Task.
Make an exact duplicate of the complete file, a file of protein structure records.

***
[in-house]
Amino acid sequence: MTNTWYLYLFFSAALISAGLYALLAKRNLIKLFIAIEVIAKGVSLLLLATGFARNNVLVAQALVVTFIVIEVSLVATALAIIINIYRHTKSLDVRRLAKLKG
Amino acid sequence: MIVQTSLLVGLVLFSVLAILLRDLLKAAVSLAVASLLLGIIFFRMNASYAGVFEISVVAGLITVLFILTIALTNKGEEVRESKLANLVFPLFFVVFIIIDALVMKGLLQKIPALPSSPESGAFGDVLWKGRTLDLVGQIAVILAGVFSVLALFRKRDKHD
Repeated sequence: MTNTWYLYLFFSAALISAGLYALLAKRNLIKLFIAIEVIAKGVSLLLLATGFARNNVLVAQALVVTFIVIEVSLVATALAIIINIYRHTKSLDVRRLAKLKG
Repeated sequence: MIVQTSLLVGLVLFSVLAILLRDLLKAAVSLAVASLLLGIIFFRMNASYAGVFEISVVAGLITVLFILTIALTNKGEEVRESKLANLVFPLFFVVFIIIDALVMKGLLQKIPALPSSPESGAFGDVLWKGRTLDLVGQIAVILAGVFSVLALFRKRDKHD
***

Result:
[in-house]
Amino acid sequence: MTNTWYLYLFFSAALISAGLYALLAKRNLIKLFIAIEVIAKGVSLLLLATGFARNNVLVAQALVVTFIVIEVSLVATALAIIINIYRHTKSLDVRRLAKLKG
Amino acid sequence: MIVQTSLLVGLVLFSVLAILLRDLLKAAVSLAVASLLLGIIFFRMNASYAGVFEISVVAGLITVLFILTIALTNKGEEVRESKLANLVFPLFFVVFIIIDALVMKGLLQKIPALPSSPESGAFGDVLWKGRTLDLVGQIAVILAGVFSVLALFRKRDKHD
Repeated sequence: MTNTWYLYLFFSAALISAGLYALLAKRNLIKLFIAIEVIAKGVSLLLLATGFARNNVLVAQALVVTFIVIEVSLVATALAIIINIYRHTKSLDVRRLAKLKG
Repeated sequence: MIVQTSLLVGLVLFSVLAILLRDLLKAAVSLAVASLLLGIIFFRMNASYAGVFEISVVAGLITVLFILTIALTNKGEEVRESKLANLVFPLFFVVFIIIDALVMKGLLQKIPALPSSPESGAFGDVLWKGRTLDLVGQIAVILAGVFSVLALFRKRDKHD